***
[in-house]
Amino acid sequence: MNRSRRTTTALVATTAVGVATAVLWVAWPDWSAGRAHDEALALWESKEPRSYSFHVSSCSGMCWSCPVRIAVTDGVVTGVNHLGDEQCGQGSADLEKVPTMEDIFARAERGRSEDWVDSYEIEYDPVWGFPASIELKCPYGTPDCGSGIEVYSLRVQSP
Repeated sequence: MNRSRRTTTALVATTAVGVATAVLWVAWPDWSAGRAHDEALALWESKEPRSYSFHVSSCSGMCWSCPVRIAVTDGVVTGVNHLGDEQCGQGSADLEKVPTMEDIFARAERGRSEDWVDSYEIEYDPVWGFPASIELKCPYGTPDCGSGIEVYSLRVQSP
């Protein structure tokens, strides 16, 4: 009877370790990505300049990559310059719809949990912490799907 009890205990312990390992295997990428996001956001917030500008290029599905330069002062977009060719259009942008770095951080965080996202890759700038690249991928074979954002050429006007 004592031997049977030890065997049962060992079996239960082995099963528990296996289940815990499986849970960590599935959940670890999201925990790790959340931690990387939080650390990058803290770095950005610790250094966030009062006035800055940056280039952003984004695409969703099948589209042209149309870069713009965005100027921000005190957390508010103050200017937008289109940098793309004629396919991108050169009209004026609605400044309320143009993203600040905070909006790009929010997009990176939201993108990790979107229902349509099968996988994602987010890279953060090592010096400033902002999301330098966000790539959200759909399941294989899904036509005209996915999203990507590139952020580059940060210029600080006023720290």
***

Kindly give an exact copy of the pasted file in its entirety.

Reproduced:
[in-house]
Amino acid sequence: MNRSRRTTTALVATTAVGVATAVLWVAWPDWSAGRAHDEALALWESKEPRSYSFHVSSCSGMCWSCPVRIAVTDGVVTGVNHLGDEQCGQGSADLEKVPTMEDIFARAERGRSEDWVDSYEIEYDPVWGFPASIELKCPYGTPDCGSGIEVYSLRVQSP
Repeated sequence: MNRSRRTTTALVATTAVGVATAVLWVAWPDWSAGRAHDEALALWESKEPRSYSFHVSSCSGMCWSCPVRIAVTDGVVTGVNHLGDEQCGQGSADLEKVPTMEDIFARAERGRSEDWVDSYEIEYDPVWGFPASIELKCPYGTPDCGSGIEVYSLRVQSP
């Protein structure tokens, strides 16, 4: 009877370790990505300049990559310059719809949990912490799907 009890205990312990390992295997990428996001956001917030500008290029599905330069002062977009060719259009942008770095951080965080996202890759700038690249991928074979954002050429006007 004592031997049977030890065997049962060992079996239960082995099963528990296996289940815990499986849970960590599935959940670890999201925990790790959340931690990387939080650390990058803290770095950005610790250094966030009062006035800055940056280039952003984004695409969703099948589209042209149309870069713009965005100027921000005190957390508010103050200017937008289109940098793309004629396919991108050169009209004026609605400044309320143009993203600040905070909006790009929010997009990176939201993108990790979107229902349509099968996988994602987010890279953060090592010096400033902002999301330098966000790539959200759909399941294989899904036509005209996915999203990507590139952020580059940060210029600080006023720290």